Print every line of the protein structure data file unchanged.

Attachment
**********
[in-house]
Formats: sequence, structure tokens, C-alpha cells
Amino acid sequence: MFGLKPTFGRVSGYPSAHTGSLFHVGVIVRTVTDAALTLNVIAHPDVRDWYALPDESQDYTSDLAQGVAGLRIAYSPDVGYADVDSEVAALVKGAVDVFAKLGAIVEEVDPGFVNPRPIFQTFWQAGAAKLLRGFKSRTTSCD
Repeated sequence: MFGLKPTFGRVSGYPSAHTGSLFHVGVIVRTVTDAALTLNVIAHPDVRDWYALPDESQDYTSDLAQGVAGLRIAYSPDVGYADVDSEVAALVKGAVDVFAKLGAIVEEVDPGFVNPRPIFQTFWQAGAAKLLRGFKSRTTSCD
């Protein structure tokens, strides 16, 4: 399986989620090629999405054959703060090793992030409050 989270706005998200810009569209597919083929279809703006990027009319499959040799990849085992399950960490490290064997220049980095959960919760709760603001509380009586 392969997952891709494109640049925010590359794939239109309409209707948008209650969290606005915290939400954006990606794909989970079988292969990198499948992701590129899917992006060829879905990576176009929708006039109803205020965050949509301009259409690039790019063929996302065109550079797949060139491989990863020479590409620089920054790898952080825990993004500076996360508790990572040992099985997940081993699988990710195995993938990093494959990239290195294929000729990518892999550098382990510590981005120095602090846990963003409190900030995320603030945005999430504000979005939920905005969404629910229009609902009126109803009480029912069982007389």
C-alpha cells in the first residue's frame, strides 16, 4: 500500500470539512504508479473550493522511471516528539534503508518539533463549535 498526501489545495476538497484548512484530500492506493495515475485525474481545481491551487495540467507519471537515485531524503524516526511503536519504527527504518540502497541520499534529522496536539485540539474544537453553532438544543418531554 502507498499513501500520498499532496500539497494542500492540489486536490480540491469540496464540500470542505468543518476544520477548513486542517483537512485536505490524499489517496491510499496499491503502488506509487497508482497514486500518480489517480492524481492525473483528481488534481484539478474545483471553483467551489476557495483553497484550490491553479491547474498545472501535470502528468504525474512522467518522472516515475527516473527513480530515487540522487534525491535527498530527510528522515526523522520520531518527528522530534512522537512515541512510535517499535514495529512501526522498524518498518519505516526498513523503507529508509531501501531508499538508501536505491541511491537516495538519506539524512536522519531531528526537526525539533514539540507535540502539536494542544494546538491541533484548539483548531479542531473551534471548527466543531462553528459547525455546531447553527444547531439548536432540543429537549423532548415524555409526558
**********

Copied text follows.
[in-house]
Formats: sequence, structure tokens, C-alpha cells
Amino acid sequence: MFGLKPTFGRVSGYPSAHTGSLFHVGVIVRTVTDAALTLNVIAHPDVRDWYALPDESQDYTSDLAQGVAGLRIAYSPDVGYADVDSEVAALVKGAVDVFAKLGAIVEEVDPGFVNPRPIFQTFWQAGAAKLLRGFKSRTTSCD
Repeated sequence: MFGLKPTFGRVSGYPSAHTGSLFHVGVIVRTVTDAALTLNVIAHPDVRDWYALPDESQDYTSDLAQGVAGLRIAYSPDVGYADVDSEVAALVKGAVDVFAKLGAIVEEVDPGFVNPRPIFQTFWQAGAAKLLRGFKSRTTSCD
């Protein structure tokens, strides 16, 4: 399986989620090629999405054959703060090793992030409050 989270706005998200810009569209597919083929279809703006990027009319499959040799990849085992399950960490490290064997220049980095959960919760709760603001509380009586 392969997952891709494109640049925010590359794939239109309409209707948008209650969290606005915290939400954006990606794909989970079988292969990198499948992701590129899917992006060829879905990576176009929708006039109803205020965050949509301009259409690039790019063929996302065109550079797949060139491989990863020479590409620089920054790898952080825990993004500076996360508790990572040992099985997940081993699988990710195995993938990093494959990239290195294929000729990518892999550098382990510590981005120095602090846990963003409190900030995320603030945005999430504000979005939920905005969404629910229009609902009126109803009480029912069982007389």
C-alpha cells in the first residue's frame, strides 16, 4: 500500500470539512504508479473550493522511471516528539534503508518539533463549535 498526501489545495476538497484548512484530500492506493495515475485525474481545481491551487495540467507519471537515485531524503524516526511503536519504527527504518540502497541520499534529522496536539485540539474544537453553532438544543418531554 502507498499513501500520498499532496500539497494542500492540489486536490480540491469540496464540500470542505468543518476544520477548513486542517483537512485536505490524499489517496491510499496499491503502488506509487497508482497514486500518480489517480492524481492525473483528481488534481484539478474545483471553483467551489476557495483553497484550490491553479491547474498545472501535470502528468504525474512522467518522472516515475527516473527513480530515487540522487534525491535527498530527510528522515526523522520520531518527528522530534512522537512515541512510535517499535514495529512501526522498524518498518519505516526498513523503507529508509531501501531508499538508501536505491541511491537516495538519506539524512536522519531531528526537526525539533514539540507535540502539536494542544494546538491541533484548539483548531479542531473551534471548527466543531462553528459547525455546531447553527444547531439548536432540543429537549423532548415524555409526558